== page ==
Wine of the Week: Shooting Star Blue Franc at Gustine Market
Gut Check loves us some wine. We want a bottle with bang and a bang for our buck, so every week we will visit a local wine shop, where an expert will recommend a good-value wine priced under $15. We'll drink some and tell you whether we want to continue -- because the only time Gut Check has our nose in the air is while we're draining our glass.
Gustine Market (3155 Gustine Avenue; 314-932-5141) is not your typical corner store. Sure, you can stroll into the rehabbed brick building across from Tower Grove Park and pick up a bag of Doritos or a Busch tallboy. But you can also find more interesting eats, like Shakespeare's Pizza or Billy Goat chips, or sample a specialty cheese.
Katie Moulton Is Shooting Star a sipping star?
Even better where Gut Check is concerned, customers can peruse the market's 80 wine selections with co-owner Vicky Cummiskey - which is exactly what we did while tasting the 2008 Steele Shooting Star Blue Franc.
The bottle is a best seller, and at $13.99, priced in the middle range of the market's offerings. The winemaker is Jed Steele, who cofounded Kendall-Jackson before starting his own company in 1991.
According to Steele Wines' website, the Shooting Star Blue Franc was inspired by a 1975 trip Steele took to Austria, where he fell in love with the lemberger grape. He brought the grape to Washington and planted it. He also renamed it, acting on the theory that "lemberger" sounds too much like "Limburger." Steele went with the grape's "ancient name," blaufränkisch, which translates literally as "French blue."
In transplanting this venerable red-wine grape, Steele has remained faithful to its Old World roots. Before even opening the bottle, you can see the wine is unfiltered; this allows for the contents to evolve in the bottle, and it also results in sediment that Americans might not be accustomed to encountering.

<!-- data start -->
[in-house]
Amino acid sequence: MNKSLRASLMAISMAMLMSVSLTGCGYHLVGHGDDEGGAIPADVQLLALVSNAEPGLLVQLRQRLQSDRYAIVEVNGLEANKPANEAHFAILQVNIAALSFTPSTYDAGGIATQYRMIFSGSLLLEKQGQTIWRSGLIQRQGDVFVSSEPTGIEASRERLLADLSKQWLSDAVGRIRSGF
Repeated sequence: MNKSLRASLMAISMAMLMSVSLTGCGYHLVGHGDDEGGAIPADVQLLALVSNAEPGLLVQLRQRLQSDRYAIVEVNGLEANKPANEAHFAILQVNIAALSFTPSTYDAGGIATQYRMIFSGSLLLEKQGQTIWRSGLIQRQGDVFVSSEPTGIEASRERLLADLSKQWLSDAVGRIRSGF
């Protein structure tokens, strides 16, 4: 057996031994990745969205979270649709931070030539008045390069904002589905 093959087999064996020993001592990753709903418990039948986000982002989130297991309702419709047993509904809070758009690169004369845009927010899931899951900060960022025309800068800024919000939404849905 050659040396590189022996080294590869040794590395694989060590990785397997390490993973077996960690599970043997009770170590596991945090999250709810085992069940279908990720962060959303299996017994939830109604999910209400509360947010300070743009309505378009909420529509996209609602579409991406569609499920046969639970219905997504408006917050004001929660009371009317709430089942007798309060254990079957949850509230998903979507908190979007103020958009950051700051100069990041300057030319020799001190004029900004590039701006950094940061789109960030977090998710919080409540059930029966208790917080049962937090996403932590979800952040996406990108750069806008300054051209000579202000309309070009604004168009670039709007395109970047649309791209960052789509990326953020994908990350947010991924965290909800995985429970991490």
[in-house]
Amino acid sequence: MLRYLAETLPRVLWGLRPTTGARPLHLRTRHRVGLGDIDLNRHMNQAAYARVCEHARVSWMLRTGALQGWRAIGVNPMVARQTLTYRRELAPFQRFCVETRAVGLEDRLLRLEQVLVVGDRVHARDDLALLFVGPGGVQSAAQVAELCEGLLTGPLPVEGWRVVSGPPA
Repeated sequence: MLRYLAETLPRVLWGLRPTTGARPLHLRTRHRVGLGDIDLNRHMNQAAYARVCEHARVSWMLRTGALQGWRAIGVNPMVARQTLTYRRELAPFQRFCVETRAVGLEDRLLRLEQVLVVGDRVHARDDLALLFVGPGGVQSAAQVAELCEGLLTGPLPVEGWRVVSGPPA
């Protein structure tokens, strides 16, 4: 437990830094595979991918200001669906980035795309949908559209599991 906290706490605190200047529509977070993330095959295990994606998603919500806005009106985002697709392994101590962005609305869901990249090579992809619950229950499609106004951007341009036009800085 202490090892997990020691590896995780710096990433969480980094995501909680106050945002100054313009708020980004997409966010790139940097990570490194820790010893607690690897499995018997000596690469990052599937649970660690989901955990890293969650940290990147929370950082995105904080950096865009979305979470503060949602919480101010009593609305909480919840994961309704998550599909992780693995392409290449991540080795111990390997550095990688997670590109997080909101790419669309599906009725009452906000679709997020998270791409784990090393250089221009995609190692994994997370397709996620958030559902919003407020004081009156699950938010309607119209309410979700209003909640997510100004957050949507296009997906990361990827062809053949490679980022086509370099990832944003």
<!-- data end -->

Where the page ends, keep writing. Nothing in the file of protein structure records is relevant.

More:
Be that as it may, the first thing Gut Check noticed was bottle's striking label: a blue French franc note with a personal touch in the form of a watermark. Cummiskey says Steele changes the watermark image with every vintage (a past bottling featured the winemaker's dog).
"It's an easy drinker," Cummiskey imparts as we admire the wine's pretty purple hue. "I can drink a lot of it."
The Steele shelf talker likens the Blue Franc, "depending on vintage, to pinot noir in lighter years and zinfandel in the riper vintages. Sometimes it is totally akin to a top-flight Gamay from Beaujolais."
...OK, a little context, please?
The shelf keeps talking: this wine is "clean, crisp, and unpretentious with tons of fruit, including warm berry pie, complementing the traces of pepper, almond, cherry and cinnamon...."
Happily for Gut Check, Justin Lieser of A. Bommarito Wines, local distributor for Steele wines, has stopped by for a taste and some talk. His description is more down to earth: prominent cherries and berries, and "fairly soft" tannins thanks to a minimum of oak aging. "There is oak," Lieser allows, "but it's not overpowering."
Cummiskey suggests serving this wine "slightly chilled" and pairing it with patio barbecues.
Cummiskey says the market, which she and her husband Kurt, a lawyer, revived a year and a half ago after rehabbing the building, has a solid neighborhood clientele of young professionals. "We're always changing our selection, always something in season," she says of the wine selection, adding that customers are kept up to date via the market's Facebook page.
In addition to hosting a wine tasting one evening a month, the market has a bottle open for tasting every day, along with samples of cheese, Shakespeare's and/or products like the spicy ruffled Billy Goat chips we munched with the Steele red.
There might even be more time for tastings now that baby Conrad is eighteen months old and the family business has found a successful niche in the Cummiskeys' own neighborhood.
Katie Moulton Justin Lieser of A. Bommarito Wines and Vicky Cummiskey of Gustine Market
Gut Check's take: Shooting Star Blue Franc is as dependable a product as you would expect from a founder of Kendall-Jackson. We can discern the fruit, followed by the tannin and a flavor that persists but isn't too chewy. We're pretty sure we detect a nice hint of spice at the finish -- but that might be the Billy Goat chips. If you're in search of a bargain, you're liable to find this bottle for several bucks less, but then you'd miss checking out the Cummiskeys' sweet store.
Gustine Market's next scheduled wine tasting takes place May 26, beginning at 5:30 p.m.